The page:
Q: Susan didn't like the term Native American any more than Anna did. とはどういう意味ですか?
A: It is basically saying that Anna and Susan do not like the term Native American. Susan’s dislike of the word is being compared to Anna’s dislike, which is why the saying “didn’t like the term any more than...” is being used.
Q: said Susan as they sat down on a table overlooking a SQUASH COURT とはどういう意味ですか?
A: Squash is a game, played a bit like tennis, but in a room. So a squash court is the room in which a game of squash is played.
Q: Susan THROWS TOGETHER some lunch とはどういう意味ですか?
A: Throws together suggests that there is little planning or preparation. In this case throws together could mean she looked through the fridge, grabbed whatever looked good, and quickly made lunch. I think usually the phrase is used when something is done at the last minute.
Q: Lazy Susan とはどういう意味ですか?
A: A Lazy Susan is a turntable (rotating tray) placed on a table or countertop to aid in distributing food.

Here is my source.
Q: lazy Susan とはどういう意味ですか?
A: @hi19930042:


Q: Not only Susan but also Mandy studies to make “herself” ready for the test.

Question: can I say make “themselves” ready for the test?
A: Yes, you can say “Susan and Mandy both study to prepare themselves for the test.”


Q: Susan is in the bank と Susan are in the bank はどう違いますか?
A: “Susan is in the bank” is grammatically correct since susan is just one person. “Are” is only used when there is more than one subject.
For example
“Susan and her friends are in the bank”
Q: Susan changes her hairstyle everymonth. と Susan changes hairstyle everymonh. はどう違いますか?
A: “Her” means that the hairstyle belongs to Susan. It is her hair.

You can say “Susan changes hairstyles every month.” If you are going to write it this way, use HAIRSTYLES (with an “s”).
In your example, you said HAIRSTYLE (without an “s”).

I hope this makes sense. You can ask more questions if you need to! :)
Q: He took Susan to be my wife. と He took Susan for my wife. と He mistook Susan for my wife. はどう違いますか?
A: The first sentence doesn't make sense because you're talking about a marriage and 'He' is supposed to be "I" most likely.

"I took Susan to by wife"

However that still sounds unnatural because it's supposed to be a wedding vow..
"I take Susan to be my wife"
The second sentence should be
"He took Susan to be his wife"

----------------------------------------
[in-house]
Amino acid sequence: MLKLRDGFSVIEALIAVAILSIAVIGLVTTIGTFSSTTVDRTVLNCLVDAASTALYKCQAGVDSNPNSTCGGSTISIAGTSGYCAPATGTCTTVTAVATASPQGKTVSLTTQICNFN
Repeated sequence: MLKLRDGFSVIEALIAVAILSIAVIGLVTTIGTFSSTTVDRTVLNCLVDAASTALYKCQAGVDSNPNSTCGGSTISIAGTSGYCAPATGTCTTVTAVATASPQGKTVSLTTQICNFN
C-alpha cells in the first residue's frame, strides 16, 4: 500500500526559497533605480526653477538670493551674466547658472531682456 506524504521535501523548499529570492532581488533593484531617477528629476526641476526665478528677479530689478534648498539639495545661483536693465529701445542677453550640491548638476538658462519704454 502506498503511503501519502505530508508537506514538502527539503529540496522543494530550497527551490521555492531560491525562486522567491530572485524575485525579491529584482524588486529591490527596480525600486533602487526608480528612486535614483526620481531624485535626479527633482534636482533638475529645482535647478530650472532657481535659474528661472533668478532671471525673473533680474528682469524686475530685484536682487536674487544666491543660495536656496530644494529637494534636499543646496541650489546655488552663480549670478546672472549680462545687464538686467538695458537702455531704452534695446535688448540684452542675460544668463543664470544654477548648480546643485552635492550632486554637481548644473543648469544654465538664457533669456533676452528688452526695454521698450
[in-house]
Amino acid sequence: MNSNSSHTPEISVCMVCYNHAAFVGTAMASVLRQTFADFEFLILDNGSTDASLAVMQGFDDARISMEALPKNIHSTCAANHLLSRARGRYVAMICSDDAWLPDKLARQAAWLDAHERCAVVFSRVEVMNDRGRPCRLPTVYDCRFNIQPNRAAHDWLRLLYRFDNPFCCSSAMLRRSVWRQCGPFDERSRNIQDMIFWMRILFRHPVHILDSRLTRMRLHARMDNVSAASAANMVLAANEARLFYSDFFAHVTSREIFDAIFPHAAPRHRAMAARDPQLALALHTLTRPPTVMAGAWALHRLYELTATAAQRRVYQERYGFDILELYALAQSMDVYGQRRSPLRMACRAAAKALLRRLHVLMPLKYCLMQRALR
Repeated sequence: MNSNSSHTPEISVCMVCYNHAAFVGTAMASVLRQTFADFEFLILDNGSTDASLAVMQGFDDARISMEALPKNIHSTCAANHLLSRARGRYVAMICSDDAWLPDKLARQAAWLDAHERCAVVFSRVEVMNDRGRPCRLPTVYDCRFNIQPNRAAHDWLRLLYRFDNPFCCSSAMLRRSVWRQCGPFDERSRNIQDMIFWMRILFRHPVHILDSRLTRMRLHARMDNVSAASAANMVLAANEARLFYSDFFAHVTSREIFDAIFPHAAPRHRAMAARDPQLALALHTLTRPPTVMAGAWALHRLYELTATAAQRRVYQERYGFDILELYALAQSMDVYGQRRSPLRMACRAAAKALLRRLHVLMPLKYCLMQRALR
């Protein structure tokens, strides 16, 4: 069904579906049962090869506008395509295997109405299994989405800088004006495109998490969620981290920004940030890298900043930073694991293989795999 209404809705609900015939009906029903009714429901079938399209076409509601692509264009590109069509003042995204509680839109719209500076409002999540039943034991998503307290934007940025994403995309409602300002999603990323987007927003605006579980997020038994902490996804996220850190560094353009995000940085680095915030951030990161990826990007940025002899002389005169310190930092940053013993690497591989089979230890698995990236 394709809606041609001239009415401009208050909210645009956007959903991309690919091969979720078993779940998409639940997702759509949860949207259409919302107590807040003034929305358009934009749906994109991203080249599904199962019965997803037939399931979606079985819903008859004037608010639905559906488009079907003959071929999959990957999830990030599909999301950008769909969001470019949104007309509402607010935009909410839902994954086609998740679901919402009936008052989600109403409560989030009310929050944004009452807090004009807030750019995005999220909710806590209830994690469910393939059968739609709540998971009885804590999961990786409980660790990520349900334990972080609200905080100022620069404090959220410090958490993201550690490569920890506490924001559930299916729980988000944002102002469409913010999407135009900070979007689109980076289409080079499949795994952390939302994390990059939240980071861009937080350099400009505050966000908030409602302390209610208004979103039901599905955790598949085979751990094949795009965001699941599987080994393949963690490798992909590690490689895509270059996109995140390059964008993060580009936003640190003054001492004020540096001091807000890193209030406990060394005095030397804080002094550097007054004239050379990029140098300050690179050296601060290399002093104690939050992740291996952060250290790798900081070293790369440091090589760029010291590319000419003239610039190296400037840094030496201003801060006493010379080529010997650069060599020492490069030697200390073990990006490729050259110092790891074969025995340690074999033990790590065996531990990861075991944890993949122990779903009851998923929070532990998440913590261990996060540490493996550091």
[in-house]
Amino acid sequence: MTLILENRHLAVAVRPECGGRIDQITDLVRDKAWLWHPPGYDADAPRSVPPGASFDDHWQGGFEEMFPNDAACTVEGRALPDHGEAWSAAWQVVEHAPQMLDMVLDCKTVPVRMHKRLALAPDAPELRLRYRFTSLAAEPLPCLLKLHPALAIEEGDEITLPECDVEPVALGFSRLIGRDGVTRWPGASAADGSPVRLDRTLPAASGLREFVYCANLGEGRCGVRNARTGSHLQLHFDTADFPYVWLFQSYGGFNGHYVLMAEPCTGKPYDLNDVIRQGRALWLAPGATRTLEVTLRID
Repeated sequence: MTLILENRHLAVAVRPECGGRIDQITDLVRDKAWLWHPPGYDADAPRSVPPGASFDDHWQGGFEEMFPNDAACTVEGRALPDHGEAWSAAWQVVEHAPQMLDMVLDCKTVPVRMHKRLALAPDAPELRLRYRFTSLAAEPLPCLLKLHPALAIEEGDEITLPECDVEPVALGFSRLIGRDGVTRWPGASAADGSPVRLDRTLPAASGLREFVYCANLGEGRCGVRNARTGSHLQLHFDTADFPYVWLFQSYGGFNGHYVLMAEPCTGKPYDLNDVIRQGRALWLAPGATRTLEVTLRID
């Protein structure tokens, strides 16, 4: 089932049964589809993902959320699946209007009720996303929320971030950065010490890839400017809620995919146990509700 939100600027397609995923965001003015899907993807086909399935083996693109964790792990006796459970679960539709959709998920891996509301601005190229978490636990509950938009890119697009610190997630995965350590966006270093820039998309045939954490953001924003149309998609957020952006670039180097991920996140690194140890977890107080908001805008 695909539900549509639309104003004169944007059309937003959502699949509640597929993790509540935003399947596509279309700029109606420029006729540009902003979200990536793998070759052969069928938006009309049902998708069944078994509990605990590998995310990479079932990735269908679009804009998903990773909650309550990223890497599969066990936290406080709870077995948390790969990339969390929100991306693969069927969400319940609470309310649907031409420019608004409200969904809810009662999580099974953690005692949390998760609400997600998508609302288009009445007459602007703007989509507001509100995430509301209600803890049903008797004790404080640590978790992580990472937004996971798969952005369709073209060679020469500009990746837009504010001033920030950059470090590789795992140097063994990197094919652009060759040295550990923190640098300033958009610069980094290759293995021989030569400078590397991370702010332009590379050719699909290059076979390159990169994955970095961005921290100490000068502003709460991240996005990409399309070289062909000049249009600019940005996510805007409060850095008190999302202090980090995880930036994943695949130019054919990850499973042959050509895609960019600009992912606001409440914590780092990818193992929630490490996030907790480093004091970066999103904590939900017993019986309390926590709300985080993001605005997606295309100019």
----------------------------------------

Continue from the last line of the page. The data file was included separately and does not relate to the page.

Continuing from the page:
Tbh all the sentences except for the last one sound weird because they have a mix of second person "He" and first person "My" and they don't sound right together in this particular sentence.
The last sentence is correct though:)
Q: Thank you Susan. と Thank you, Susan. はどう違いますか?
A: "Thank you, Susan" is correct English. It means you are talking to Susan and you are saying "thank you". I always use the comma.

But many people leave the comma out and say "thank you Susan". It isn't correct, but everyone understands the meaning.

Thank you for asking this question, @chr1sn.
Q: Susan seems like a very sensible person to me. と Susan seems a very sensible person to me. はどう違いますか?
A: No difference, both are correct ways to express that Susan is sensible!


Q: I don't know where Susan works. Is it correct? は 英語 (アメリカ) で何と言いますか?
A: "I don't know where Susan works" is correct. :)
Q: Susan は 英語 (アメリカ) で何と言いますか?
A: That is in English! It's a female name.


Q: Susan, you deserve to be happy. この表現は自然ですか?
A: There needs to be a 'be' after 'to', as the word 'to' is not a verb
Q: ​​Hi Susan That's fine. Wow! Sounds good. How was that? Actually, also one of my friends was there recently. I'm pretty good but I will be getting busy because next month, my university will start so I need to find a apartment. この この表現は自然ですか?
A: "I'm doing pretty good but it will be busier next month. That's because (その理由は) my university starts then so I need to find an apartment."
Q: Susan treats me so badly!
I wish she ________
A: Wouldn't treat me so badly.
Q: Susan treats me so badly!
I wish she ________
A: wouldn't is correct to indicate hope. Didn't means you have no hope! LOL
Q: Can you stop rotating the lazy Susan? I'm taking food. この表現は自然ですか?
A: Instead of "rotating," use "turning". That sounds great!
You could also say "grabbing" instead of "taking," but "taking" still works.